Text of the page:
How Does The Limited Partnership Protect Personal Liquid Assets?
Right now, if you own any liquid assets (stocks, bonds, cash, brokerage
accounts, checking, savings, CD’s, etc.) in your personal name and
you are sued, you can los every penny. However, if you own these assets
in a Limited Partnership, you can’t lose them. The short answer
for this is that a limited partnership interest cannot be claimed by the
debtor-partner's creditors. The creditor can only obtain a charging
order which entitles the creditor only to whatever profit distributions
are made to the debtor-partner. But this is usually an empty remedy since
few Limited Partnerships make profit distributions when one partner has
a charging order creditor.
What exactly is a charging order? The charging order is a statutory provision
of law under the UPA, ULPA, RULPA, and Revised Uniform Limited Liability
Company Act (RULLCA) which provides a creditor of a company's partner
or owner may attach company distributions made to that individual. However,
this is generally the
only remedy available to the creditor. This is so because it would be unfair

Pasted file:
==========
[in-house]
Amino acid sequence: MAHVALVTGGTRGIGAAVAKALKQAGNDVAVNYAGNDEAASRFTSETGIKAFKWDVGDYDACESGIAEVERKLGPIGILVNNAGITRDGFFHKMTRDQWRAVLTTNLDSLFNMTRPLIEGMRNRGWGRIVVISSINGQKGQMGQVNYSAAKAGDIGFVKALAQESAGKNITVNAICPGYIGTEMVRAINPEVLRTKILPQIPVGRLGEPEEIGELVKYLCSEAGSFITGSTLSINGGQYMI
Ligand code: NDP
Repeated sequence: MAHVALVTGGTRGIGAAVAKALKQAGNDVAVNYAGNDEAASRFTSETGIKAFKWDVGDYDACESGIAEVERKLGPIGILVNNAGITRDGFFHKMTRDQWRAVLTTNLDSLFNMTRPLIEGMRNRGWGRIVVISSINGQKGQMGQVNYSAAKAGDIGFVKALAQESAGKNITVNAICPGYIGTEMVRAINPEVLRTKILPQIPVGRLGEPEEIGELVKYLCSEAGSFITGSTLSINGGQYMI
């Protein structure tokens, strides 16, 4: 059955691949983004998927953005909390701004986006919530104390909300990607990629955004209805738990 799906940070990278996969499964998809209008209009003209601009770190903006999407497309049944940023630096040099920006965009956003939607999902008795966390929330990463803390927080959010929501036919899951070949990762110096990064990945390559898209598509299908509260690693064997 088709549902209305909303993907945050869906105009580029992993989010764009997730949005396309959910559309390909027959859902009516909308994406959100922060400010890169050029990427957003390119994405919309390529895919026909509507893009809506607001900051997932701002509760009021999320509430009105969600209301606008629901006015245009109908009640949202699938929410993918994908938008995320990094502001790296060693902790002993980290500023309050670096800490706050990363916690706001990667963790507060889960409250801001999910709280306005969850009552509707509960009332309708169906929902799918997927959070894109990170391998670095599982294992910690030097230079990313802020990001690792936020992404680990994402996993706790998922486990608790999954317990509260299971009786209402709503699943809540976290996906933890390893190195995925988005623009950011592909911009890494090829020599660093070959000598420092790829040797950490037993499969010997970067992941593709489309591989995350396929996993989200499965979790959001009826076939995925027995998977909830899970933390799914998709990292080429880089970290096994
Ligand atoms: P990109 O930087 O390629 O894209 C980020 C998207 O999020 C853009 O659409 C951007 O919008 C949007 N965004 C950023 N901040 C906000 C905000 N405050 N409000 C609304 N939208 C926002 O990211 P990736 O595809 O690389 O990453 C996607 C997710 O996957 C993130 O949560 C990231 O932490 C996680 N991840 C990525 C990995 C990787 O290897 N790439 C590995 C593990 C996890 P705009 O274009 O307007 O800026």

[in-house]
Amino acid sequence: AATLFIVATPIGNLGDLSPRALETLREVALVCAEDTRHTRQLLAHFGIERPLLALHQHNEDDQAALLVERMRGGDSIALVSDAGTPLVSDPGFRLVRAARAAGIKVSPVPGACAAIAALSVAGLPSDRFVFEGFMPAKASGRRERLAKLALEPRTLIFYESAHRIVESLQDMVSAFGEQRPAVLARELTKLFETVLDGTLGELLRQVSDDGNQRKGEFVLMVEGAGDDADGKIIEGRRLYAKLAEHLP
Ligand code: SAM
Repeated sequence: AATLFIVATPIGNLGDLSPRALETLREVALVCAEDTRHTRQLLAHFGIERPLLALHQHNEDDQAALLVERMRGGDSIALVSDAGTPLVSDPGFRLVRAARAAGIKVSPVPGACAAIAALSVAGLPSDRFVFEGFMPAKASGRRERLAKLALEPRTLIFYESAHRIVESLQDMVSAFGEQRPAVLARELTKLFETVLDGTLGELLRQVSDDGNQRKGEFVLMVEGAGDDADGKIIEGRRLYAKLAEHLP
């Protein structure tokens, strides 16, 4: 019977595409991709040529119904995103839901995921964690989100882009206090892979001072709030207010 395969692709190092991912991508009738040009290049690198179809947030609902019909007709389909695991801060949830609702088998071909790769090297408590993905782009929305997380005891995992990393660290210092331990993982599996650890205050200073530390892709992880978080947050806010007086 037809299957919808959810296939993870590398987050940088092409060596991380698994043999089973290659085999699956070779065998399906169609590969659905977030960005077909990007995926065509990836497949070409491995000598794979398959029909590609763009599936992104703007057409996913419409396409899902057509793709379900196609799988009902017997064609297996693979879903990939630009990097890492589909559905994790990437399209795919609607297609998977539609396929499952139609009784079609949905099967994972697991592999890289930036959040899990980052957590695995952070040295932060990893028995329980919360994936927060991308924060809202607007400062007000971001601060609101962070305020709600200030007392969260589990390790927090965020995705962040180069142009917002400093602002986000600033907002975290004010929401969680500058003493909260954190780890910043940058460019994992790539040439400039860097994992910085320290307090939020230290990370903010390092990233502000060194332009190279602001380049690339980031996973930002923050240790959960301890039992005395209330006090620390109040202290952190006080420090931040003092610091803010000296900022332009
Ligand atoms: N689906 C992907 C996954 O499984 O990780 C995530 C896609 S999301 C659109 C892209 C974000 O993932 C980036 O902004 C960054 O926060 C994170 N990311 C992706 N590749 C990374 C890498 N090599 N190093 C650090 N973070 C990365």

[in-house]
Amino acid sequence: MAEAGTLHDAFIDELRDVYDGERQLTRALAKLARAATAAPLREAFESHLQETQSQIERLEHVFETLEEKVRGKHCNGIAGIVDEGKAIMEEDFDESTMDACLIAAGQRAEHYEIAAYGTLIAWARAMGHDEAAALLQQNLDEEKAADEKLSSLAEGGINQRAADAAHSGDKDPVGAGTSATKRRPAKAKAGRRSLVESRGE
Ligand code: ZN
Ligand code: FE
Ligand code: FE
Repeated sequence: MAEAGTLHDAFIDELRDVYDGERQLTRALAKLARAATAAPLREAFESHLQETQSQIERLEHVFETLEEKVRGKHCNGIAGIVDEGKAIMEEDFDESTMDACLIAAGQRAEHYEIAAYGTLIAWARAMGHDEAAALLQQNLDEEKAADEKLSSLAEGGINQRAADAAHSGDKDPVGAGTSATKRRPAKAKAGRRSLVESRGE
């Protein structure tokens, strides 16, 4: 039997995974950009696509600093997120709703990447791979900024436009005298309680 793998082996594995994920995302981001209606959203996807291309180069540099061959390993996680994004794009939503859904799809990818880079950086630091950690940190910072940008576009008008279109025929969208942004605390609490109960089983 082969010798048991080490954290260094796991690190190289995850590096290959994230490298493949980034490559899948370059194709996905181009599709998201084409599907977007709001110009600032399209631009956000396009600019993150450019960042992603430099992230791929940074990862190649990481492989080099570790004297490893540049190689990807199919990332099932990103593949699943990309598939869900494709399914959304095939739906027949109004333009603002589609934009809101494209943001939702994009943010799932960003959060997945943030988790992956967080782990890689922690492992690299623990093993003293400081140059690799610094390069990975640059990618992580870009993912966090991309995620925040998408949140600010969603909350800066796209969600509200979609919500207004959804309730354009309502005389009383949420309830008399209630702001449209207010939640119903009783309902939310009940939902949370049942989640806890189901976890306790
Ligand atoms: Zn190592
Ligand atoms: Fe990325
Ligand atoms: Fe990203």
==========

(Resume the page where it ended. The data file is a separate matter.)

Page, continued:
to the other partners – or to the partnership itself – if
a creditor were able to disrupt partnership business. This would harm
the other partners who are not parties to the debt. Consequently, the
charging order does
not allow the creditor to control the entity, attach the entity's assets,
or become a partner or owner of the entity. Of critical importance is
the fact that, since a charging order holder cannot control the entity,
they cannot control its profit distributions. In other words, if the entity
never makes a distribution to the debtor-partner, then the creditor never
receives a distribution. Their charging order then is essentially worthless.
But a note of caution here: It is not a good idea to make distributions
to all partners
except the partner whose interest has been assigned to a creditor via a charging
order. A judge might see this as an overt attempt to thwart the creditor
from receiving his due. In such an instance, it is conceivable that a
judge could view such circumstances as being akin to a fraudulent transfer
which might then lead the court to force a distribution from the entity.
If someone wishes to have distributions made to the other partners or
owners while keeping his distribution out of the hands of his creditors,
then before the creditor threat arises, the partner should place his partnership
interest in another entity that is also protected by the charging order.
The distributions will then be made to the second entity and not to the
There are many other benefits and protections afforded by the Limited Partnership,
and you can easily restructure a Limited Partnership to maximize your
lawsuit protection, minimize estate taxes and achieve other estate planning
Contact The Presser Law Firm, P.A. today for a complimentary preliminary
The Presser Law Firm, P.A.
6199 N. Federal Highway, nationwide FL 33487
(561) 953-1050 or e-mail Info@AssetProtectionAttorneys.com